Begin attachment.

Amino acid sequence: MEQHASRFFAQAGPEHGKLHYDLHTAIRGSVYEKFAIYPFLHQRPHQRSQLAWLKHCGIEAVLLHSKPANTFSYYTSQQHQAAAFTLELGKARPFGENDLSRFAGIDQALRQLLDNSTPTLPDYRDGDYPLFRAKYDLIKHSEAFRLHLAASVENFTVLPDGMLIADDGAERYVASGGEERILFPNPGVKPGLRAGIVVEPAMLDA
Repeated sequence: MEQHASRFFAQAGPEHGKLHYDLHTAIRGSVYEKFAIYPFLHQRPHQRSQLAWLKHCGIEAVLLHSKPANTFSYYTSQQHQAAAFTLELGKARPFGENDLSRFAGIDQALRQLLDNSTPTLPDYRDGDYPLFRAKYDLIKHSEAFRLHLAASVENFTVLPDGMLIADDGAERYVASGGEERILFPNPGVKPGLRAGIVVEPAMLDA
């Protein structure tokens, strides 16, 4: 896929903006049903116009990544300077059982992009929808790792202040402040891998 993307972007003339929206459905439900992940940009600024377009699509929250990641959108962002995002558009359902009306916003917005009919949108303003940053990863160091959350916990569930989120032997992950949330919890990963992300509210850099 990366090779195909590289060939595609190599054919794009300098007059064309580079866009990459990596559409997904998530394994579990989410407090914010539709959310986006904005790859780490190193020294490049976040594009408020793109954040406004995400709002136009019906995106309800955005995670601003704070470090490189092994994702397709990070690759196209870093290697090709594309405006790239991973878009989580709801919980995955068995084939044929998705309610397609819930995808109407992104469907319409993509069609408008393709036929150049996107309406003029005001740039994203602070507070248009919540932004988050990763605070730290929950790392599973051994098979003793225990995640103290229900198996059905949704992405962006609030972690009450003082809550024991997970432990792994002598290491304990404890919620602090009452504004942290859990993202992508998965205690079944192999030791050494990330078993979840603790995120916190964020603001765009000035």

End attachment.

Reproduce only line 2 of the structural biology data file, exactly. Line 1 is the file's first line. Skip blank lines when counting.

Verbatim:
Repeated sequence: MEQHASRFFAQAGPEHGKLHYDLHTAIRGSVYEKFAIYPFLHQRPHQRSQLAWLKHCGIEAVLLHSKPANTFSYYTSQQHQAAAFTLELGKARPFGENDLSRFAGIDQALRQLLDNSTPTLPDYRDGDYPLFRAKYDLIKHSEAFRLHLAASVENFTVLPDGMLIADDGAERYVASGGEERILFPNPGVKPGLRAGIVVEPAMLDA